The entire evidence at trial consisted of three military police witnesses, the examining doctor (called as a defense witness), and the hospital report showing a blood alcohol level of 0.13 percent accompanied by the examining physician's observations. Defendant's insufficiency of the evidence argument is based upon the examining doctor's testimony that in his opinion Hayes was not "intoxicated" although she was "under the influence" of alcohol. It is argued that the Kan.Stat.Ann. § 8-1567 and § 8-1005 are contradictory in that § 8-1567(a) makes it unlawful for anyone under the influence of intoxicating liquor to drive1 while § 8-1005(a)(2) allows a party with up to 0.10 percent blood level to operate a vehicle without a presumption being applicable.2 Defendant notes that in 1967 the blood level necessary to trigger the presumption was reduced from 0.15 percent to 0.10 percent. 1967 Kan.Sess. Laws ch. 60, § 2. From this she argues K.S.A. § 8-1567(a) should be read to require her to be "intoxicated" to be convicted. We do not agree; the statute requires only that she be driving "under the influence of intoxicating liquor." Id. It is within the province of the state to set and to change a de minimis standard for application of the law. The hospital report showing Hayes had 0.13 percent alcohol level by weight in her blood, together with the testimony of the three military police witnesses who observed her, are sufficient to support a finding beyond a reasonable doubt that Hayes violated the statute.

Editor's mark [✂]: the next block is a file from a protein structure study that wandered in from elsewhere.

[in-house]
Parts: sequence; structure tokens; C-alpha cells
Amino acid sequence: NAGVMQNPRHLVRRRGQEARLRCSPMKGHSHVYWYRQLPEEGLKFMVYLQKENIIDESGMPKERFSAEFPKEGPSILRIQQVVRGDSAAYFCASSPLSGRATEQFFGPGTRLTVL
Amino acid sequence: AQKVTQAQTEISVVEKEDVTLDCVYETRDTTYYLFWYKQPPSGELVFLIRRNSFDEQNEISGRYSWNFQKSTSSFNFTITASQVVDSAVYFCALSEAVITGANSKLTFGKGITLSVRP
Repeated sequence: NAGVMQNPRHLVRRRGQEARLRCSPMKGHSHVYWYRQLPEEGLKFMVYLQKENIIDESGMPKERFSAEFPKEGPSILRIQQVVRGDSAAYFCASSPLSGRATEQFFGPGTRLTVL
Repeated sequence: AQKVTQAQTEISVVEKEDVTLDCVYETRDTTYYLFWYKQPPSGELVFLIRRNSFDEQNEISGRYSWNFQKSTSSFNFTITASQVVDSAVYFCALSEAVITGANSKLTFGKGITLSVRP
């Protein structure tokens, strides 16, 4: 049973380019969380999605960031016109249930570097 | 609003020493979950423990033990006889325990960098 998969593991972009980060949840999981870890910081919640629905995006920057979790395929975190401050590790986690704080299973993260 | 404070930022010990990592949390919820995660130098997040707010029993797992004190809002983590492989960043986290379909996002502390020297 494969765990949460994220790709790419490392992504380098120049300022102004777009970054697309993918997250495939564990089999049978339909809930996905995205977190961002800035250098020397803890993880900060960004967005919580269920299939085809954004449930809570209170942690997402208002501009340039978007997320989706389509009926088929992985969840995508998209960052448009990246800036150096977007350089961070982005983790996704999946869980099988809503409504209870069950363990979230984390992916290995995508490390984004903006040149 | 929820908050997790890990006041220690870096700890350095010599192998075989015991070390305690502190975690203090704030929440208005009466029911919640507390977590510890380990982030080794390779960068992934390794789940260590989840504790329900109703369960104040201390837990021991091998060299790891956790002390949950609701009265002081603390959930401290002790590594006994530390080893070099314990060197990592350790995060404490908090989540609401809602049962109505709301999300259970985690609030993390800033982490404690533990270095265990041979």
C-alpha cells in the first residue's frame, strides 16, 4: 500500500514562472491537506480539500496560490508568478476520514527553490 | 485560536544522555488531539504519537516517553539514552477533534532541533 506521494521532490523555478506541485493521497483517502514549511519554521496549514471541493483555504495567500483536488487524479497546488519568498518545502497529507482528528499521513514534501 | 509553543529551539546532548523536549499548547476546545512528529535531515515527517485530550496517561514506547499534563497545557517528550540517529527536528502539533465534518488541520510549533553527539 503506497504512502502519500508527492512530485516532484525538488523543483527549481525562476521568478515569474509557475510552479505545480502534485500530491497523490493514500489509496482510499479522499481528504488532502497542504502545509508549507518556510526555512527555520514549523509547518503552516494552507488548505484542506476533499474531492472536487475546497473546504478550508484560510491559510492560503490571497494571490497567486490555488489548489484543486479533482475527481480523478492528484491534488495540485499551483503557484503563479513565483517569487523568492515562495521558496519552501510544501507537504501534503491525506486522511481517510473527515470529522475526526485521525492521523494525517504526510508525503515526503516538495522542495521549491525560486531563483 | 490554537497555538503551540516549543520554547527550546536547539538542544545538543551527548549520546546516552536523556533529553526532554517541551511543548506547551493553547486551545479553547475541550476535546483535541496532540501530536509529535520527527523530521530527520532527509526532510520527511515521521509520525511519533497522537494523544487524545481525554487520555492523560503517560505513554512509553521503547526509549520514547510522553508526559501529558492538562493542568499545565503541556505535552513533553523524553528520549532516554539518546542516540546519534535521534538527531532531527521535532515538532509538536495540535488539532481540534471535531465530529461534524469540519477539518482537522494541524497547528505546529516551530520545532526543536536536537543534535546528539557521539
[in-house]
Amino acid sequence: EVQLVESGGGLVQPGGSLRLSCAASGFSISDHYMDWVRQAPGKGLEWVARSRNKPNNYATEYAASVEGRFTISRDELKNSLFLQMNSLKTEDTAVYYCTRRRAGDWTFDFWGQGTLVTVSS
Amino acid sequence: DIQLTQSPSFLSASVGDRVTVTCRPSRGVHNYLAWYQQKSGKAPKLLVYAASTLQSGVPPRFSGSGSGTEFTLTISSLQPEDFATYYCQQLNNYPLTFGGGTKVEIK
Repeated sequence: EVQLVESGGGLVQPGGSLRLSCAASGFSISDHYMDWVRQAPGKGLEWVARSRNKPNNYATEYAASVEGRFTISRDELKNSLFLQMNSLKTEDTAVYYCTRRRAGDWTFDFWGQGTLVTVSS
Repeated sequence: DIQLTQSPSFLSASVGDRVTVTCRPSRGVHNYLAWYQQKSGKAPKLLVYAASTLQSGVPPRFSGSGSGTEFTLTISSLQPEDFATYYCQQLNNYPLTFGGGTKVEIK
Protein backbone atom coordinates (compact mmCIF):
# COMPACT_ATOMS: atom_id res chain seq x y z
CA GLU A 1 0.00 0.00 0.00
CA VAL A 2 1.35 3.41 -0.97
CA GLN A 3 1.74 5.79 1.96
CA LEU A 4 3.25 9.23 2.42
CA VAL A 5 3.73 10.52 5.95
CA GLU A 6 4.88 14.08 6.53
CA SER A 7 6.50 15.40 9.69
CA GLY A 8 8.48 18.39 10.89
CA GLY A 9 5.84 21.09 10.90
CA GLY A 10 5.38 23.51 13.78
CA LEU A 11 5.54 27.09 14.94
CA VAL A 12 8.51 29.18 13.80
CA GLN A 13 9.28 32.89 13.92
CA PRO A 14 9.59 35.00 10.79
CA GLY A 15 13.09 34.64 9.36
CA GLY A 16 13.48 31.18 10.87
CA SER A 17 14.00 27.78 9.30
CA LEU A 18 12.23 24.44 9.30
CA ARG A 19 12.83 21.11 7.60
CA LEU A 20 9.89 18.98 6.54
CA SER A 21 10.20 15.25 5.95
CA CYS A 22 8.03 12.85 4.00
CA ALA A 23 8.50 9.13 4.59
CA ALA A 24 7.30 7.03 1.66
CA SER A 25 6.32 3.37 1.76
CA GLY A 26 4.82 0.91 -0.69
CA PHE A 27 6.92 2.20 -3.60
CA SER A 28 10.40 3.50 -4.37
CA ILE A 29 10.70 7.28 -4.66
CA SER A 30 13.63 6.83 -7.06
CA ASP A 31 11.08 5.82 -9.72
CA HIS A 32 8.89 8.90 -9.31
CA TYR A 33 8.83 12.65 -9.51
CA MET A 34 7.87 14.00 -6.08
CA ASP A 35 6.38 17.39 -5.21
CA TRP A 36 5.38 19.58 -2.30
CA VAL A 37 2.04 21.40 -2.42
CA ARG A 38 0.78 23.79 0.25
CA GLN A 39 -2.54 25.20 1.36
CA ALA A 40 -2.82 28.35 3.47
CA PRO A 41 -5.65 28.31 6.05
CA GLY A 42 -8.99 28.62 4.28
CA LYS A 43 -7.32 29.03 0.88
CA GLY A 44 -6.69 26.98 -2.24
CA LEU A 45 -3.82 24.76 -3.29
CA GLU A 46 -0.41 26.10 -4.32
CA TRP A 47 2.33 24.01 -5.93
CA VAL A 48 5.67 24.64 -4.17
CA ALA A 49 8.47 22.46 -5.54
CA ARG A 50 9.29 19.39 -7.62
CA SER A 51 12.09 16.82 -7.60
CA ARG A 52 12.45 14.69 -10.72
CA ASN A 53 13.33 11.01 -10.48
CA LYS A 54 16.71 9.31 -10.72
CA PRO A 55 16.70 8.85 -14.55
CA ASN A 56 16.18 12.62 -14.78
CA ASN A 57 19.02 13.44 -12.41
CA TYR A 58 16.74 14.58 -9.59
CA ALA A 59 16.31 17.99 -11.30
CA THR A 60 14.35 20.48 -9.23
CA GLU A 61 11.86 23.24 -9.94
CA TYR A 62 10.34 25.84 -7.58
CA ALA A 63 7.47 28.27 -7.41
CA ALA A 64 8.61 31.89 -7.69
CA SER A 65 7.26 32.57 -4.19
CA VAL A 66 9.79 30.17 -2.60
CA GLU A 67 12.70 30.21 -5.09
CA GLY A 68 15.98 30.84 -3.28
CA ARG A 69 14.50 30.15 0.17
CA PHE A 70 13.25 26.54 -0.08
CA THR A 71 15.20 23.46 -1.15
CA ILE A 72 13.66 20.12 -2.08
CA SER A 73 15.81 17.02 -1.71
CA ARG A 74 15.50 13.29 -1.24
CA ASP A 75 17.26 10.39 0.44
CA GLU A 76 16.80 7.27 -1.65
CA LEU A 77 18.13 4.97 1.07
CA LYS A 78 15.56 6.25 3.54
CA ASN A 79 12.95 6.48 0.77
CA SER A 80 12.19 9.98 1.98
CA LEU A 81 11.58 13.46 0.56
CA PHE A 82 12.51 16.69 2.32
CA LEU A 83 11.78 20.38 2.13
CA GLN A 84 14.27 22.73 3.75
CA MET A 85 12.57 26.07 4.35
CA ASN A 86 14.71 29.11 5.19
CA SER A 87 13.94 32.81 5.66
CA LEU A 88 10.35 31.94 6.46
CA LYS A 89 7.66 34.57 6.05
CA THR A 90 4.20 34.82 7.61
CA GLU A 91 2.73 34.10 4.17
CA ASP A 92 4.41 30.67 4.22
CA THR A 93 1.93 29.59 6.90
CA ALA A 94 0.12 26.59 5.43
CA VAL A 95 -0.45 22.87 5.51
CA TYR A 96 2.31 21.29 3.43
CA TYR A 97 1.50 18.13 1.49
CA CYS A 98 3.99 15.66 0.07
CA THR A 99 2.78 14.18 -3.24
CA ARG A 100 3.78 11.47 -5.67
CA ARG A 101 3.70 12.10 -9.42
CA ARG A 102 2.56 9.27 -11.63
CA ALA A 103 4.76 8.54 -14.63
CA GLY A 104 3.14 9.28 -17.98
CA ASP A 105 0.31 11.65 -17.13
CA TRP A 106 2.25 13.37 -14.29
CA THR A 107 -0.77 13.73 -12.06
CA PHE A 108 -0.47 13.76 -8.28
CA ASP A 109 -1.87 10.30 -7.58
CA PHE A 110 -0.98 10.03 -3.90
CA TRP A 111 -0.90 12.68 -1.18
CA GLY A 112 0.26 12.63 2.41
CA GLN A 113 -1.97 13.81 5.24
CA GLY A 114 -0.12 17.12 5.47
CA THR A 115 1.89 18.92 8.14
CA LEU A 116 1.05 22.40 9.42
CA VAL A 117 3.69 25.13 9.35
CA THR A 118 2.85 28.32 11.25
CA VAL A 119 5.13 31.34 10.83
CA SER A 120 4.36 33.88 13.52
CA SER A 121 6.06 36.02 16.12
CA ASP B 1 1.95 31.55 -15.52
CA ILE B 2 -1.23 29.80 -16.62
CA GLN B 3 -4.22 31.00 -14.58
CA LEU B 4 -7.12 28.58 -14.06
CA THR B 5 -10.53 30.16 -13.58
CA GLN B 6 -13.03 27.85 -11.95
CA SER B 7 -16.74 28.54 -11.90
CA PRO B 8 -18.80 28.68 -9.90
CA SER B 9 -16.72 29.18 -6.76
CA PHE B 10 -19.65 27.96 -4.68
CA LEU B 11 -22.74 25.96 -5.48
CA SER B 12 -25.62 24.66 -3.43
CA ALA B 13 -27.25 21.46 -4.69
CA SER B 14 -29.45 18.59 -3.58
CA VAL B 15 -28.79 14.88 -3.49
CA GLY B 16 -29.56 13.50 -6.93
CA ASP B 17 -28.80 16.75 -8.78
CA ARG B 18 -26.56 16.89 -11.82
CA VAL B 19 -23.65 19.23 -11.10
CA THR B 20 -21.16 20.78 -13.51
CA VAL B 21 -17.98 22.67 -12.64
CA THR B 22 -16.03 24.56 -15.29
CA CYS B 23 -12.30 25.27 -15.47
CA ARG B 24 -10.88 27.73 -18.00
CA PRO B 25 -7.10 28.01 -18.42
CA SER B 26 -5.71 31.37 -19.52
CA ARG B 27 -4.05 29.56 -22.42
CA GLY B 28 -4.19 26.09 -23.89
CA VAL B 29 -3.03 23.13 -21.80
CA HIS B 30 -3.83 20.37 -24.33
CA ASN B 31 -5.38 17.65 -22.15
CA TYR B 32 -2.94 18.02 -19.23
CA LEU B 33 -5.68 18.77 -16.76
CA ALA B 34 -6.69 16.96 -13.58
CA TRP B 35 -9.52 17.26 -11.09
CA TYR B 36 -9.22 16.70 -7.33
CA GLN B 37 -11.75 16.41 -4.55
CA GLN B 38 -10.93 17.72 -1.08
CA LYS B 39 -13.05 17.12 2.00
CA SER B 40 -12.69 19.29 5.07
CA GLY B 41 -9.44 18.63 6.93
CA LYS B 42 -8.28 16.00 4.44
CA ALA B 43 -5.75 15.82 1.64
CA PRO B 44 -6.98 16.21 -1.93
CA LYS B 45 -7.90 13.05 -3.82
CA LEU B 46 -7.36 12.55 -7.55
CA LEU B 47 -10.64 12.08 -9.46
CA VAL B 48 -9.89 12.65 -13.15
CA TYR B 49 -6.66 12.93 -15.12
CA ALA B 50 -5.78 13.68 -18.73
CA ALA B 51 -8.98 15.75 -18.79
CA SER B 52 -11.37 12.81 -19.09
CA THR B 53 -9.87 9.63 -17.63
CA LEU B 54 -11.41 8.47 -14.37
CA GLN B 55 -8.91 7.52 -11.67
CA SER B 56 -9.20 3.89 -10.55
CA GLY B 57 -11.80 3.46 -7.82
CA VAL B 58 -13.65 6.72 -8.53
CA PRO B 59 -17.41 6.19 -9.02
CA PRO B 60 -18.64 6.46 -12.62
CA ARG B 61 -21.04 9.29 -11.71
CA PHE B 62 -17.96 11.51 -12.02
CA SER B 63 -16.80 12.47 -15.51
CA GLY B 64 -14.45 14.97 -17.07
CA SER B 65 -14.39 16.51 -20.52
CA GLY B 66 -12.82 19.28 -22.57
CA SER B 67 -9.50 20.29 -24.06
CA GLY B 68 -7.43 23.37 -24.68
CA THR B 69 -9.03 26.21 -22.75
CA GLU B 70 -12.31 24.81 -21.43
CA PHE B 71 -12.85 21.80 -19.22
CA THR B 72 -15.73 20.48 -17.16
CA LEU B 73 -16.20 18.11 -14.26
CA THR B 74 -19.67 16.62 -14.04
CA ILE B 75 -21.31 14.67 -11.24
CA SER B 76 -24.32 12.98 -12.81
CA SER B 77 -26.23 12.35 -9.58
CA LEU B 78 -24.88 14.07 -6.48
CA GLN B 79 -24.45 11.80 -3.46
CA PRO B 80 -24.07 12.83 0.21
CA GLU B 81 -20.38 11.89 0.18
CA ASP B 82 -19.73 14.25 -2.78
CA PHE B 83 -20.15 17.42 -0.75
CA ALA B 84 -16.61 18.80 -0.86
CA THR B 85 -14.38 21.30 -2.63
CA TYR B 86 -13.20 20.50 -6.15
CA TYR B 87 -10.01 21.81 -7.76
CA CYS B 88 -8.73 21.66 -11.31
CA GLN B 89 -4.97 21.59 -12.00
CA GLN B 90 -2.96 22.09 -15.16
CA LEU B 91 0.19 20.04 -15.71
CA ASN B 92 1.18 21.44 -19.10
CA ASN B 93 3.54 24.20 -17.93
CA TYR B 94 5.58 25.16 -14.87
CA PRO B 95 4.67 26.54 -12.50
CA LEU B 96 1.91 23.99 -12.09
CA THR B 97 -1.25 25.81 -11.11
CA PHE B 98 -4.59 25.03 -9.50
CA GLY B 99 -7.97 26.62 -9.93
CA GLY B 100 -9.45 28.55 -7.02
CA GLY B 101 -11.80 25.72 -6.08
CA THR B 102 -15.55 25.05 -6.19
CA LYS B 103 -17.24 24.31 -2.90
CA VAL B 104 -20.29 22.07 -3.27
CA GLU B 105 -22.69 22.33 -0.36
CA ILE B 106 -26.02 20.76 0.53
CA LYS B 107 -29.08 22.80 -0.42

Hayes originally elected to be tried by the U.S. magistrate. See 18 U.S.C. § 3401; Fed.R.Crim.P. 5(b). The magistrate found her guilty and imposed a sentence of one year (suspended) and $200 fine; he also restricted Hayes' driving privileges for 90 days to "1. Use of car as required by her work and in seeking employment. 2. To provide household necessities including trips to Post Office. 3. As needed in connection with attending religious services." The magistrate also required Hayes to undertake psychological or psychiatric counseling.